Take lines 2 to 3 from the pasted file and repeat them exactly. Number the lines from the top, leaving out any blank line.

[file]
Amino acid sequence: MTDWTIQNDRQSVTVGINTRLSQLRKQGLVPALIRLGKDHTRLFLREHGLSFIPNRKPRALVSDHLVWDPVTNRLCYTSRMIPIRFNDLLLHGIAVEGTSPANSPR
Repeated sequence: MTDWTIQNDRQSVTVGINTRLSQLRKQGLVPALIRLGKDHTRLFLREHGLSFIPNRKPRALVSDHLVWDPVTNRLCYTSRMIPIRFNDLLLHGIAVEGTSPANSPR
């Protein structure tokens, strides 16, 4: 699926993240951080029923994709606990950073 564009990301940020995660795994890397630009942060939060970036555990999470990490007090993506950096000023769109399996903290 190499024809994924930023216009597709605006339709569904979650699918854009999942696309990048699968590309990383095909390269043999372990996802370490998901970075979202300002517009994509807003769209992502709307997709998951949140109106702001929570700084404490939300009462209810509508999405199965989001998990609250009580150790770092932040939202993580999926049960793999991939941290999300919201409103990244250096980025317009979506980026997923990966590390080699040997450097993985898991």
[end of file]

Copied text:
Repeated sequence: MTDWTIQNDRQSVTVGINTRLSQLRKQGLVPALIRLGKDHTRLFLREHGLSFIPNRKPRALVSDHLVWDPVTNRLCYTSRMIPIRFNDLLLHGIAVEGTSPANSPR
């Protein structure tokens, strides 16, 4: 699926993240951080029923994709606990950073 564009990301940020995660795994890397630009942060939060970036555990999470990490007090993506950096000023769109399996903290 190499024809994924930023216009597709605006339709569904979650699918854009999942696309990048699968590309990383095909390269043999372990996802370490998901970075979202300002517009994509807003769209992502709307997709998951949140109106702001929570700084404490939300009462209810509508999405199965989001998990609250009580150790770092932040939202993580999926049960793999991939941290999300919201409103990244250096980025317009979506980026997923990966590390080699040997450097993985898991």